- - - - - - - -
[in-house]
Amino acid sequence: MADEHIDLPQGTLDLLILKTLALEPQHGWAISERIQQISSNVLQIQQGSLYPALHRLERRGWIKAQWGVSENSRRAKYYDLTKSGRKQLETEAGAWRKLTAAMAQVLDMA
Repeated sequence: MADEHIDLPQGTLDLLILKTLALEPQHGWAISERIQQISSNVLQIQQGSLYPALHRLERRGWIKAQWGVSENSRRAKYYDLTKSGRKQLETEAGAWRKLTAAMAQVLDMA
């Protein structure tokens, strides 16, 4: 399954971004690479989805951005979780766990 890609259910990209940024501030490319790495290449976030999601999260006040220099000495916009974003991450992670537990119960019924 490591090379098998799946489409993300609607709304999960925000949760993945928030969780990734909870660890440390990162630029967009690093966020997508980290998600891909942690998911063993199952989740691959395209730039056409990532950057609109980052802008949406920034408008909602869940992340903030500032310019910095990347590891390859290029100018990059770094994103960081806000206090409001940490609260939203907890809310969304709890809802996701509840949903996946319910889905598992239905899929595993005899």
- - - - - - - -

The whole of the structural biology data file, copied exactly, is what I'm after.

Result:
[in-house]
Amino acid sequence: MADEHIDLPQGTLDLLILKTLALEPQHGWAISERIQQISSNVLQIQQGSLYPALHRLERRGWIKAQWGVSENSRRAKYYDLTKSGRKQLETEAGAWRKLTAAMAQVLDMA
Repeated sequence: MADEHIDLPQGTLDLLILKTLALEPQHGWAISERIQQISSNVLQIQQGSLYPALHRLERRGWIKAQWGVSENSRRAKYYDLTKSGRKQLETEAGAWRKLTAAMAQVLDMA
């Protein structure tokens, strides 16, 4: 399954971004690479989805951005979780766990 890609259910990209940024501030490319790495290449976030999601999260006040220099000495916009974003991450992670537990119960019924 490591090379098998799946489409993300609607709304999960925000949760993945928030969780990734909870660890440390990162630029967009690093966020997508980290998600891909942690998911063993199952989740691959395209730039056409990532950057609109980052802008949406920034408008909602869940992340903030500032310019910095990347590891390859290029100018990059770094994103960081806000206090409001940490609260939203907890809310969304709890809802996701509840949903996946319910889905598992239905899929595993005899």